Twelve years ago I was asked in an interview at JHU-SAIS who I considered to be my hero. As an academic our training is to question and analyze rather than think about who we should put on a pedestal. I nevertheless immediately answered Nelson Mandela. Every leader has her or his shortcomings, and Mandela did as well. Yet there were three things that stood out for me about Mandela above others.

Foremost was his commitment to bringing about change in his society. He believed and sacrificed over twenty-five years of his life in prison to promote democracy in South Africa. For him, the key elements of freedom, equality and human dignity underscored his efforts to bring about change. While acknowledging racial and class differences, he aimed to bring his country and with it everyone else to a world where everyone had a place at the table, and where they was an appreciation that everyone should have the opportunity to sit at the same table. There are few leaders in the world who connect their principles with actions. Mandela was one of them, leaving a legacy of greater inclusion and choice.

My admiration for Mandela extends to how he aimed to reach his goals. His struggle was not just about one side gaining power over the other, but one in which a new system was created to allow for communities across races and faiths to live together. He implemented an electoral system that was not a winner take all system, but shared power. He pushed for dialogue regarding abuses of power. The ‘truth and reconciliation’ process set a new bar on how to bring a society together. He extended a hand to those who put him in prison, not in vengeance or anger, but in empathy and in search of understanding.  This willingness not just to compromise, but to problem solve and accommodate is a lasting legacy for how to bring about meaningful change.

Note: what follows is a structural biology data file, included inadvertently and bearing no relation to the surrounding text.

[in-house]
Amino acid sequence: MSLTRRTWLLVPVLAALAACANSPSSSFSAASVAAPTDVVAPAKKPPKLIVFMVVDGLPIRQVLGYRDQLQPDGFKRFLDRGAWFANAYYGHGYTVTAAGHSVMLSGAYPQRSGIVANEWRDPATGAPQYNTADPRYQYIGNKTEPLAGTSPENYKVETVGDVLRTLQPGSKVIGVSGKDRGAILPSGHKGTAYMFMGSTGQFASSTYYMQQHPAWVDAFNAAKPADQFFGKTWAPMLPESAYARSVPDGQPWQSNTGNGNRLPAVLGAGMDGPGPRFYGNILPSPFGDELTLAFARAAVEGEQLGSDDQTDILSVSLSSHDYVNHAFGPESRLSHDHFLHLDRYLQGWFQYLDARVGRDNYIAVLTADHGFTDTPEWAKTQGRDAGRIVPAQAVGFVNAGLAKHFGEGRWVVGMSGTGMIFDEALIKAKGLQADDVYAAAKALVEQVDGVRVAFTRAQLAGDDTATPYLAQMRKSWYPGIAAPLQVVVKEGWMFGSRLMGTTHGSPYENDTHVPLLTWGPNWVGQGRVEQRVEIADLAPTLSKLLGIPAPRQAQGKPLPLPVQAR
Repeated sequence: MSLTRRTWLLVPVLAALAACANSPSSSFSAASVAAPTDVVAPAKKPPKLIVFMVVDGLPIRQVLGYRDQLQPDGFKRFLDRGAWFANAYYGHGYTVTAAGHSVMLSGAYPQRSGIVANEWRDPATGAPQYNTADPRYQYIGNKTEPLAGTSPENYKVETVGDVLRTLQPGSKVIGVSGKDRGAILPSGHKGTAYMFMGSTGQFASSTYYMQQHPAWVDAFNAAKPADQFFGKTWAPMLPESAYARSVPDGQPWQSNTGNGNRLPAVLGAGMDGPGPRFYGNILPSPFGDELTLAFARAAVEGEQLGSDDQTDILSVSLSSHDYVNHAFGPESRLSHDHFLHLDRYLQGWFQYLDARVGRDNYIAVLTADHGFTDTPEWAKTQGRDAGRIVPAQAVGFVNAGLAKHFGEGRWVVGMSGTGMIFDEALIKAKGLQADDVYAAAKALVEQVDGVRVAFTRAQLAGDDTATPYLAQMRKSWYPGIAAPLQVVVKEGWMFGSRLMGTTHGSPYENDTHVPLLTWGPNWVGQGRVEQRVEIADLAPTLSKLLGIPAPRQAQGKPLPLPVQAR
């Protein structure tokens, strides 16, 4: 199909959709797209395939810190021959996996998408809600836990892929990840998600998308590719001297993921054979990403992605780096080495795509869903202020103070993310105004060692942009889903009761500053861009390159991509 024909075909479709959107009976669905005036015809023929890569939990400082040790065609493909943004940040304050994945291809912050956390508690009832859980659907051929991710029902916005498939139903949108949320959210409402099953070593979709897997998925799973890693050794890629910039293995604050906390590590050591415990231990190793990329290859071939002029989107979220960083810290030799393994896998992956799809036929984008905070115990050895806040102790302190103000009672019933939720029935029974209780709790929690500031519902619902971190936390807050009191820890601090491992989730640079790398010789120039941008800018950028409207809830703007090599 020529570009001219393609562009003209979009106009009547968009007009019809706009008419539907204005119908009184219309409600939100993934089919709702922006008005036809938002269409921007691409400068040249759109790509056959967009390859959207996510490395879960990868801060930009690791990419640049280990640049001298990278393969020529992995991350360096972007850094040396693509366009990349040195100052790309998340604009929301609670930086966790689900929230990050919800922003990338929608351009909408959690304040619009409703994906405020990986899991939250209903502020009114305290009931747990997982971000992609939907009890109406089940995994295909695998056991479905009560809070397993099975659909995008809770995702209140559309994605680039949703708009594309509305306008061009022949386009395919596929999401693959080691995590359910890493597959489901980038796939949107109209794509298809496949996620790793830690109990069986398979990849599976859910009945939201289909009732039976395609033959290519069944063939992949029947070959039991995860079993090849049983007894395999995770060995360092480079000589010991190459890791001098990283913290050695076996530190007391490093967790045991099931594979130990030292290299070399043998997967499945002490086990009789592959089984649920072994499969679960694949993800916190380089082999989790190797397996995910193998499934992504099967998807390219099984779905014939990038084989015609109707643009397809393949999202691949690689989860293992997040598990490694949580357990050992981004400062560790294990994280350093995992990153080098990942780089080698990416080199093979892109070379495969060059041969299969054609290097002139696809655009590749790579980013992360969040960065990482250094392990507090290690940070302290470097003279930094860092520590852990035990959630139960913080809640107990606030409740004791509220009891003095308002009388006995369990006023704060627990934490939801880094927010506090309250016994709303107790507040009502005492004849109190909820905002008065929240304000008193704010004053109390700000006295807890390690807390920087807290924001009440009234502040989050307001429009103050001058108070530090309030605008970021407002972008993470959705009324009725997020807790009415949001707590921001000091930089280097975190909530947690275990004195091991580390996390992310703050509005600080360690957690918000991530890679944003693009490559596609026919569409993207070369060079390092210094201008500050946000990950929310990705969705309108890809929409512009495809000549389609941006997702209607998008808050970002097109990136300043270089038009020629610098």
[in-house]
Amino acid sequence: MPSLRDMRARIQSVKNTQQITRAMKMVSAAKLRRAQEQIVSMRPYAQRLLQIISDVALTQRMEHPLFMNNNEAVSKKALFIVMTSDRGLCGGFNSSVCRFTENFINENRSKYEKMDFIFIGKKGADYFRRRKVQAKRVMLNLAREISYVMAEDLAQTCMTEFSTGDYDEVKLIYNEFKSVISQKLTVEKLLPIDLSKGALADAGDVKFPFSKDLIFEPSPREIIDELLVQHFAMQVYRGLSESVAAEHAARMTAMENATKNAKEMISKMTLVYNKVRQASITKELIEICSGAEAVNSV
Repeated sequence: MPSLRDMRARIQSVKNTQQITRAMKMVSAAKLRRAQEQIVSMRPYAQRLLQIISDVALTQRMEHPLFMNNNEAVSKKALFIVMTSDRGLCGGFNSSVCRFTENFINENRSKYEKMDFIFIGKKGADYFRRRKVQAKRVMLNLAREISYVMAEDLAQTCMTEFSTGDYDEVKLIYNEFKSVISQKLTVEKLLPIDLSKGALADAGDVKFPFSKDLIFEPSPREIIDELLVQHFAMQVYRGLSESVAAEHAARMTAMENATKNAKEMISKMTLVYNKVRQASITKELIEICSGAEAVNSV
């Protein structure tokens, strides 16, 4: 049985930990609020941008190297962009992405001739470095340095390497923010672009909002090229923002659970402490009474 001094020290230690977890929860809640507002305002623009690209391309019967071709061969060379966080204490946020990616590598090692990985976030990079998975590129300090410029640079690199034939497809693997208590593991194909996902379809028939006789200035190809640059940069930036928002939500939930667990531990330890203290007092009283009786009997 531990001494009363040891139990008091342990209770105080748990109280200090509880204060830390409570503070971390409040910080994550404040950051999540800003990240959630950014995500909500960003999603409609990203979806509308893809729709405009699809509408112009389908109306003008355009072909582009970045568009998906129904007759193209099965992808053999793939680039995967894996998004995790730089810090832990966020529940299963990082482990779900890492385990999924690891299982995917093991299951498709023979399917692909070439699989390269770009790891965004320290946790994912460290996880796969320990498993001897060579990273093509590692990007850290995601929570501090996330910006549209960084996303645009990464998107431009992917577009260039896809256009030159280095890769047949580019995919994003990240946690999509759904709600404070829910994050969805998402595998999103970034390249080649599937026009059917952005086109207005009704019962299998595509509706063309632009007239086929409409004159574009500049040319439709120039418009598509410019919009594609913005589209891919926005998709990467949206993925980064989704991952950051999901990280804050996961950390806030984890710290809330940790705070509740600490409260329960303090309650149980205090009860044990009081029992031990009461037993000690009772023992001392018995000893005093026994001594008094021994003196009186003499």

Finally, Mandela focused on the future and the bigger picture. While we are all shaped by the past, he did not let the shadows of his life darken the possibilities of tomorrow. He did not get bogged down in the nitty gritty of details, missing the core issues. In his last years, he focused on youth and engagement with future generations, inspiring and connecting with the dreams of the future. This ability to look ahead, to see the broad horizon of what can come and help those bring about a better world was an inspiration.

As we remember a person such as Nelson Mandela, we need to take the lessons of his life and apply them for our collective future. Heroism is not something to observe, but to inculcate and engage as best each of us can, even imperfectly.